Valve Types and Applications–II
Check valves only allow fluids to flow in one direction. The structure of lift check valve is similar to that of stop valve. It uses a ball or piston and is usually supported by a spring. The spring opens under a specified pressure, but closes when the pressure drops, thereby preventing backflow. These valves are generally suitable for high pressure applications. One variant is the stop check valve which also acts as a shut-off valve.
The swing check valve uses a hinged gate, which is usually driven by a spring and closes against the port when the pressure drops. These devices are very effective in low-voltage applications. The tilt disc check valve hinges the gate slightly inward to reduce the pressure required for opening. Butterfly valves or double-door check valves use two semi-circular gates, which are hinged at the centerline of the valve port and open downstream in the flow direction.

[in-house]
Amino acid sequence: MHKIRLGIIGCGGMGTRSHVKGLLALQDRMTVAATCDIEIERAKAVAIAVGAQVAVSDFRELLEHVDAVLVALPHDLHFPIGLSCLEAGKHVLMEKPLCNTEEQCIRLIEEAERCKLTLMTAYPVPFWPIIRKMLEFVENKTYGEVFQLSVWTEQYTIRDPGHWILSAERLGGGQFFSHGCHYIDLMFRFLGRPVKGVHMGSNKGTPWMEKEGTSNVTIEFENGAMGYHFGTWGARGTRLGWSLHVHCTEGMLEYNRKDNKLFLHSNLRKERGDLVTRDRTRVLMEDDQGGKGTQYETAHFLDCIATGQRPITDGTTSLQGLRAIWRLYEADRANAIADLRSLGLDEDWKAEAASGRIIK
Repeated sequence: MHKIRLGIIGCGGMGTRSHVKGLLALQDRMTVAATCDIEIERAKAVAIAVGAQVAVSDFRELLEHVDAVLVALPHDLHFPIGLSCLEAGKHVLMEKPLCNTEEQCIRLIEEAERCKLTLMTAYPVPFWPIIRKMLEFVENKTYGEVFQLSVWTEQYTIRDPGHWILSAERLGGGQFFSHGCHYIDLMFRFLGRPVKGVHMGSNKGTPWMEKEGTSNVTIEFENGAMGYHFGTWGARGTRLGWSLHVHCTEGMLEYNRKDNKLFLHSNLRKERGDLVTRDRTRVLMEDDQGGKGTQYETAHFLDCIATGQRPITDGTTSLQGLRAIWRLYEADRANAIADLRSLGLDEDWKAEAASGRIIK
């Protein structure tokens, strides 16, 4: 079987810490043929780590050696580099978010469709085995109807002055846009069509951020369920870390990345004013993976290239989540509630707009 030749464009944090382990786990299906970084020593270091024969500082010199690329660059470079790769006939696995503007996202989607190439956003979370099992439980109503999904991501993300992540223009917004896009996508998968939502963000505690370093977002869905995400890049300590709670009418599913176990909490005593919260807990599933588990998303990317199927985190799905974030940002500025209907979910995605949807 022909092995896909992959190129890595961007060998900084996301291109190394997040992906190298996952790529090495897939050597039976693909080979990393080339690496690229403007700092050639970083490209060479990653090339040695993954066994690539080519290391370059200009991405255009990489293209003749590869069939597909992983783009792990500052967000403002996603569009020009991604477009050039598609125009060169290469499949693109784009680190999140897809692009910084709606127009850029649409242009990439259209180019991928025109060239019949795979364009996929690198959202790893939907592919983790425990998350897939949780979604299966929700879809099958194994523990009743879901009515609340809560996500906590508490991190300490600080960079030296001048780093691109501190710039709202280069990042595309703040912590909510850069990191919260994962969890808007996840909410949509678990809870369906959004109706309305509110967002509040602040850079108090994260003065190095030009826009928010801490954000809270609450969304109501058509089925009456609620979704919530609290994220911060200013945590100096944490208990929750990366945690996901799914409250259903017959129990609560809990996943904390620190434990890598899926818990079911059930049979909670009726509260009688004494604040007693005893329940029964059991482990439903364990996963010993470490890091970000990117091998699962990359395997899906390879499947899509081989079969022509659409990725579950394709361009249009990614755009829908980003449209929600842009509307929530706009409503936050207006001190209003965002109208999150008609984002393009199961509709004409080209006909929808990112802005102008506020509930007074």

Rubber check valves are also available, including designs such as flaps and duckbill varieties. Check valves are used for pumps in gas pipes, air pipes, and wherever fluid flow is required in one direction. They can be miniaturized, made of plastic, and may contain many special features, such as metal valve seats.
Plug valves are used in drain tanks, etc., and usually include threaded devices for opening and closing. They can also be used as low-pressure shut-off valves, usually using a quarter-turn rod. The main specifications include valve type, port connection, valve size and construction materials. Plug valves are used in a range of product applications, including radiators, heaters, water tanks, boilers, laboratory glassware, air systems, water tanks, barrels, etc.